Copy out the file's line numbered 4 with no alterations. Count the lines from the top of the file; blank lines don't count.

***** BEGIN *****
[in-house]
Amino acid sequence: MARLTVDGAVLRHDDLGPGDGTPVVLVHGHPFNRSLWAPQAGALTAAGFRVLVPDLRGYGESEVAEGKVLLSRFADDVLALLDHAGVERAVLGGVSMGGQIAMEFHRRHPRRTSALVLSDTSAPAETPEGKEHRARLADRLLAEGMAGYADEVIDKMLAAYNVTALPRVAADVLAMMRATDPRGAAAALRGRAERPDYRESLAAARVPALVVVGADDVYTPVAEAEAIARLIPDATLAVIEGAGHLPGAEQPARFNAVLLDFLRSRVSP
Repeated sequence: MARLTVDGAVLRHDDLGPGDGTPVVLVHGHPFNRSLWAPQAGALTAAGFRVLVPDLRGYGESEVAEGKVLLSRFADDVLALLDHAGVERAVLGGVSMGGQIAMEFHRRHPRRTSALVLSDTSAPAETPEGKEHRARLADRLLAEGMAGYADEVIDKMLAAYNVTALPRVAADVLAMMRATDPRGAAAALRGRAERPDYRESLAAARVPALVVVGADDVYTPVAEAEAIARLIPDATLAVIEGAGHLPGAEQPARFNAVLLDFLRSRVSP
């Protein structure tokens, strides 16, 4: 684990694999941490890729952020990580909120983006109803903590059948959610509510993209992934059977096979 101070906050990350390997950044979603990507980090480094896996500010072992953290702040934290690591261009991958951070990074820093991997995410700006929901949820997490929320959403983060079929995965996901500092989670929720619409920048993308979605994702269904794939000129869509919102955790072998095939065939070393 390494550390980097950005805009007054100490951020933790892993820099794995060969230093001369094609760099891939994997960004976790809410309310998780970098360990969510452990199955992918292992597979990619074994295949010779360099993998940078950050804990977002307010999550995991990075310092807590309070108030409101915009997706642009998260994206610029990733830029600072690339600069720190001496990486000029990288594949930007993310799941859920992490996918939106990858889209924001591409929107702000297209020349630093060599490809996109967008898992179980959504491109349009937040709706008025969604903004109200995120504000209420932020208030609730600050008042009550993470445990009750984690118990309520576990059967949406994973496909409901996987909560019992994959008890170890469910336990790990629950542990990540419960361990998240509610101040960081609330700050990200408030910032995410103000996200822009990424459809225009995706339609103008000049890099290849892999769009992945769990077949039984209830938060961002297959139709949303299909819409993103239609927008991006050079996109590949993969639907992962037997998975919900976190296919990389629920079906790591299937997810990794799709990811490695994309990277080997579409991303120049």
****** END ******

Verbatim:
């Protein structure tokens, strides 16, 4: 684990694999941490890729952020990580909120983006109803903590059948959610509510993209992934059977096979 101070906050990350390997950044979603990507980090480094896996500010072992953290702040934290690591261009991958951070990074820093991997995410700006929901949820997490929320959403983060079929995965996901500092989670929720619409920048993308979605994702269904794939000129869509919102955790072998095939065939070393 390494550390980097950005805009007054100490951020933790892993820099794995060969230093001369094609760099891939994997960004976790809410309310998780970098360990969510452990199955992918292992597979990619074994295949010779360099993998940078950050804990977002307010999550995991990075310092807590309070108030409101915009997706642009998260994206610029990733830029600072690339600069720190001496990486000029990288594949930007993310799941859920992490996918939106990858889209924001591409929107702000297209020349630093060599490809996109967008898992179980959504491109349009937040709706008025969604903004109200995120504000209420932020208030609730600050008042009550993470445990009750984690118990309520576990059967949406994973496909409901996987909560019992994959008890170890469910336990790990629950542990990540419960361990998240509610101040960081609330700050990200408030910032995410103000996200822009990424459809225009995706339609103008000049890099290849892999769009992945769990077949039984209830938060961002297959139709949303299909819409993103239609927008991006050079996109590949993969639907992962037997998975919900976190296919990389629920079906790591299937997810990794799709990811490695994309990277080997579409991303120049």